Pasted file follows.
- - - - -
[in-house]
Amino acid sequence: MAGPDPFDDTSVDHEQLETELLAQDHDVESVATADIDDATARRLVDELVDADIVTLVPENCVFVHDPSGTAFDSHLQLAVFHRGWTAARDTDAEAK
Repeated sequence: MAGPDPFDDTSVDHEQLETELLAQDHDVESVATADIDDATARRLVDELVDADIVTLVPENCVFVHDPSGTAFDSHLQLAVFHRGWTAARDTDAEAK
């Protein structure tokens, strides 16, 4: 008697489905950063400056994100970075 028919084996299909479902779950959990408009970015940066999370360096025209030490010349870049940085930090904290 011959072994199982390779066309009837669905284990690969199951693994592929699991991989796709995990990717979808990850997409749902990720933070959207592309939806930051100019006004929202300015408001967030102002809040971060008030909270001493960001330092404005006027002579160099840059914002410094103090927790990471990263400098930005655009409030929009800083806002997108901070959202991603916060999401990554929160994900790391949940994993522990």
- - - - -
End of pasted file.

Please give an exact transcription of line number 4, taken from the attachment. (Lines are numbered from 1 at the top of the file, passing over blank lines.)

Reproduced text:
């Protein structure tokens, strides 16, 4: 008697489905950063400056994100970075 028919084996299909479902779950959990408009970015940066999370360096025209030490010349870049940085930090904290 011959072994199982390779066309009837669905284990690969199951693994592929699991991989796709995990990717979808990850997409749902990720933070959207592309939806930051100019006004929202300015408001967030102002809040971060008030909270001493960001330092404005006027002579160099840059914002410094103090927790990471990263400098930005655009409030929009800083806002997108901070959202991603916060999401990554929160994900790391949940994993522990």